Foreign Film Friday: The Legacy of Godzilla
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To say that the kaiju movies started in Japan, depending who you ask, is something of a sticking point.
To many people these started with the first Godzilla in 1954 (released as Gojira in Japan, and Godzilla: King of the Monsters in the United States). However, this was more than twenty years after the release of RKO’s King Kong (1933). Since this is not a Japanese production, many have dismissed Kong’s kaiju status as a misuse of the term, yet he continues to appear in listicles alongside Japanese monsters of the same ilk. The kaiju movies really start with Godzilla though, because it is not simply a case of having a big ol’ beastie roar and smash some stuff (with full respect to King Kong, which is far more than just that). Kaiju movies follow a certain plotline, laced with political and moral commentary, that is similar but also distinct from the classic American monster movies.
Godzilla was released in the wake of the atomic bombings of Hiroshima and Nagasaki that brought World War Two to the most horrifying of conclusions. The subsequent American occupation of Japan saw many of its citizens try to forget this. A mixture of fears, regrets and anger resurfaced though in 1953 when a Japanese fishing boat was contaminated by radioactive fallout following a US nuclear bomb test in the North Pacific - the Lucky Dragon incident. Fish were contaminated, and the crew were poisoned. It was amidst this public furore that Godzilla was released.
Godzilla laid out the foundations for what kaiju movies became. Stories of immense monsters hundreds of feet tall destroying everything in sight that are finally brought down not by military prowess, but through scientific breakthroughs and intelligence. An irony is to be found there, since advancements in science were what often brought these creatures to the surface in the first place. This is true of Godzilla in the first film, awoken by nuclear bomb tests off the Japanese coast. The special effects are primitive, even considering it is 64 years old now, but look beyond that, and this is a creature that has shaped motion picture history.
Watching Godzilla, it is strange to see many people, rather than running in terror, simply accept their fear and their death as it makes its way towards them. The ending also features a reference to the Japanese kamikaze pilots of WWII. This apparent acceptance is very different from what American monster movies from the same era typically had onlookers do at the sight of a behemoth being - namely scream and run as fast as they can in the opposite direction.
This has triggered all kinds of discussions and analyses of the film arguing that the creature Godzilla is not only an analogy for the atomic bombing of Japan, but at the same time a way of expressing Japan’s guilt at its own wartime atrocities and the acceptance of due fate. This is not an undisputed interpretation, but one that - like Godzilla - resurfaces again and again. Unsurprisingly then, this is not a light-hearted film, nor one that encourages you to sympathise with the monster. This is as happy-go-lucky as a funeral in the rain, and Godzilla is seen as nothing more than a raging force of evil.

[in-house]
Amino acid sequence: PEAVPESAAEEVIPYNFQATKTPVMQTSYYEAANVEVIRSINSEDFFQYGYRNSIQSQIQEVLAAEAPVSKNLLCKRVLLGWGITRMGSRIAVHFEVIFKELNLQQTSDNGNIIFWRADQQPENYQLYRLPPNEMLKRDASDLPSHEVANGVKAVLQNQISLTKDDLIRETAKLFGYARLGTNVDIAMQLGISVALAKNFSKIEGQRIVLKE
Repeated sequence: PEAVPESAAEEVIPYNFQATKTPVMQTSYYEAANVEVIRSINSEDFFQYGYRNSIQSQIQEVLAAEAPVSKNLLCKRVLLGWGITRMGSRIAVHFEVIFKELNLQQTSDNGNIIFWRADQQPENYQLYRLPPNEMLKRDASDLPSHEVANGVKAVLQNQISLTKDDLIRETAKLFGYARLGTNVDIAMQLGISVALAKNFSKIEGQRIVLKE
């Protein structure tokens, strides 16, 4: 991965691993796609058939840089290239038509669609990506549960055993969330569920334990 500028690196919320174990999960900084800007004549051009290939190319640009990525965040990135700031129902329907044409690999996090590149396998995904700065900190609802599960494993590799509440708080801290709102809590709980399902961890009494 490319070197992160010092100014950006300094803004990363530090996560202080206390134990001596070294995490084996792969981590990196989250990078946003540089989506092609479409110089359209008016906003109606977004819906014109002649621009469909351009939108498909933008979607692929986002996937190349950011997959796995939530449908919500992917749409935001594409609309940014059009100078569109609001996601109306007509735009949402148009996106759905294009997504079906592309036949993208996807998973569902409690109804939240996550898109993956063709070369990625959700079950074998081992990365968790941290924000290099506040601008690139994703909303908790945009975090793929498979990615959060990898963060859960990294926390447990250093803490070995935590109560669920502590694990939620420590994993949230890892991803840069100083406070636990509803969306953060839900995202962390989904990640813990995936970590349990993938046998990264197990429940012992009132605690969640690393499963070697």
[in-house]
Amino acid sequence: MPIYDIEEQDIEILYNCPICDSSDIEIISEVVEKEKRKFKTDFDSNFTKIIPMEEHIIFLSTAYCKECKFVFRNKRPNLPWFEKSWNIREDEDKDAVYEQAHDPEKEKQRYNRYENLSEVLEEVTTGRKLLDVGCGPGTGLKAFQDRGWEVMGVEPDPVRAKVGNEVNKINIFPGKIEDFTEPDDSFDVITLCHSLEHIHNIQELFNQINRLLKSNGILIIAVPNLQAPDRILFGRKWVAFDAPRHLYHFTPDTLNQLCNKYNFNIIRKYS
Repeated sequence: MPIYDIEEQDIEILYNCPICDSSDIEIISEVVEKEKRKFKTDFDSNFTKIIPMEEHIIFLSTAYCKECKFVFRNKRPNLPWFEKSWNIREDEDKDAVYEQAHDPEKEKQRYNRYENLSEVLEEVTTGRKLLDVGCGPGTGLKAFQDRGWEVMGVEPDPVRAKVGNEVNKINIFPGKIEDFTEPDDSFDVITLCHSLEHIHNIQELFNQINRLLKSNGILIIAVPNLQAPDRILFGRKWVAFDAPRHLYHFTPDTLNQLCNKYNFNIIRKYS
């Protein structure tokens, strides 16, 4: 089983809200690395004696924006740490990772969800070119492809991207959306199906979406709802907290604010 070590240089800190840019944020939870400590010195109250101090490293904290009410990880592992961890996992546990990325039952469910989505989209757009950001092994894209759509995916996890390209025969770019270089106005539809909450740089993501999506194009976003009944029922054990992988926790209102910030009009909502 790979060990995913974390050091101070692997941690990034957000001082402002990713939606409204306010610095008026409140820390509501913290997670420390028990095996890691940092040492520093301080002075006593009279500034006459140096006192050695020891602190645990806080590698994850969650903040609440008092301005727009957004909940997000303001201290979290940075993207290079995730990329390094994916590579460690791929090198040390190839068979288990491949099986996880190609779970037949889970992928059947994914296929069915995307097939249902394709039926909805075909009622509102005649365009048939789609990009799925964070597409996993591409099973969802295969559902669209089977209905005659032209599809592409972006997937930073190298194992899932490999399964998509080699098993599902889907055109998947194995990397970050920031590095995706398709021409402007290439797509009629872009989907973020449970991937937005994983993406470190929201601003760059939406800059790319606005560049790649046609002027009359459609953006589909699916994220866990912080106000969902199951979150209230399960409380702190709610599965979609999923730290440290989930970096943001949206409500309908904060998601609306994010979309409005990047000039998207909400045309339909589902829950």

The impact of this film in Japan was profound, and Godzilla’s rampage still reverberates in the ears of Japanese movie executives. Toho Studios, who released Godzilla, turned this gloomy post-war monster mash into the longest continuously running franchise in film history. The next film after this was Godzilla Raids Again (1955), which like its predecessor was heavily re-edited and re-released under a different name across the Pacific. Over the next 63 years, Toho released 29 more Godzilla movies, most recently an anime trilogy in association with Netflix. Plans are already in place to take the franchise far into the next decade. The years have seen Godzilla square up against many other imaginative monsters, some of which are set to take a starring role in the very near future.
Godzilla is a creature who has made the long journey across the ocean to Hollywood as well, with the first American-produced film arriving in 1998. A disappointment even for a first attempt, it has no legacy beyond a guaranteed weekend slot on Channel 5. Gareth Edwards’ 2014 Godzilla however was a vast improvement. It did not forget its roots in the nuclear paranoia following unprecedented disaster, but adapted the references for an American audience. Nuclear bombs were not the latent fear - nuclear power was, with Godzilla now representing an uncontrollable nuclear force and references included to past nuclear disasters. Japan, while not the main focus, still plays a prominent role in the story. The echoes of the old beast still make themselves heard.
Perhaps in the grand history of cinema King Kong has that greater influence, but Godzilla’s legacy is more specific and distinct. It kickstarted an entire genre, gave birth to one of the greatest film franchises in history, and continues to stomp and roar today. Underestimate this monster at your peril, for to do so is to underestimate history.